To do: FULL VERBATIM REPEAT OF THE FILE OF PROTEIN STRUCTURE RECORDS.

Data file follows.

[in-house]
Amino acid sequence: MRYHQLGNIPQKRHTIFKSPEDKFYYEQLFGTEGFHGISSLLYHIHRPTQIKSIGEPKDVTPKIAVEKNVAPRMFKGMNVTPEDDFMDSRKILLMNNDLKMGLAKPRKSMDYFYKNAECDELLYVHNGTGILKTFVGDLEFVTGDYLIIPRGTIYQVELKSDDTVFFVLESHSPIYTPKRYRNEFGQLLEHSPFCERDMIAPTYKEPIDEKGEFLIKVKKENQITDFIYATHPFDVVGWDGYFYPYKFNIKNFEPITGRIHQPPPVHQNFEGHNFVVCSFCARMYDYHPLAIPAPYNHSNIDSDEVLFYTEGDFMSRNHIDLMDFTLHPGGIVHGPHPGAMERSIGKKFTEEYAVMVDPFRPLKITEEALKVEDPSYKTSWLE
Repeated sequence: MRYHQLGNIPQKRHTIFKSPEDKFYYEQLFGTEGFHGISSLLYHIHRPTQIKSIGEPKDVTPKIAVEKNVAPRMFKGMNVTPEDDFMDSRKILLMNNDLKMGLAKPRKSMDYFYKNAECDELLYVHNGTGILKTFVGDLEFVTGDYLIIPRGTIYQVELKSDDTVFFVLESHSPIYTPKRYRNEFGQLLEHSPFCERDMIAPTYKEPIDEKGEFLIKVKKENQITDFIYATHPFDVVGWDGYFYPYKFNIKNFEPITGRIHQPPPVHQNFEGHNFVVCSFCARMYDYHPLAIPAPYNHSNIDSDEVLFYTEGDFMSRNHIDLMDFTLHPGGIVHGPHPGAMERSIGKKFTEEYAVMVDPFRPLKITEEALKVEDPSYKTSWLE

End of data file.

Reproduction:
[in-house]
Amino acid sequence: MRYHQLGNIPQKRHTIFKSPEDKFYYEQLFGTEGFHGISSLLYHIHRPTQIKSIGEPKDVTPKIAVEKNVAPRMFKGMNVTPEDDFMDSRKILLMNNDLKMGLAKPRKSMDYFYKNAECDELLYVHNGTGILKTFVGDLEFVTGDYLIIPRGTIYQVELKSDDTVFFVLESHSPIYTPKRYRNEFGQLLEHSPFCERDMIAPTYKEPIDEKGEFLIKVKKENQITDFIYATHPFDVVGWDGYFYPYKFNIKNFEPITGRIHQPPPVHQNFEGHNFVVCSFCARMYDYHPLAIPAPYNHSNIDSDEVLFYTEGDFMSRNHIDLMDFTLHPGGIVHGPHPGAMERSIGKKFTEEYAVMVDPFRPLKITEEALKVEDPSYKTSWLE
Repeated sequence: MRYHQLGNIPQKRHTIFKSPEDKFYYEQLFGTEGFHGISSLLYHIHRPTQIKSIGEPKDVTPKIAVEKNVAPRMFKGMNVTPEDDFMDSRKILLMNNDLKMGLAKPRKSMDYFYKNAECDELLYVHNGTGILKTFVGDLEFVTGDYLIIPRGTIYQVELKSDDTVFFVLESHSPIYTPKRYRNEFGQLLEHSPFCERDMIAPTYKEPIDEKGEFLIKVKKENQITDFIYATHPFDVVGWDGYFYPYKFNIKNFEPITGRIHQPPPVHQNFEGHNFVVCSFCARMYDYHPLAIPAPYNHSNIDSDEVLFYTEGDFMSRNHIDLMDFTLHPGGIVHGPHPGAMERSIGKKFTEEYAVMVDPFRPLKITEEALKVEDPSYKTSWLE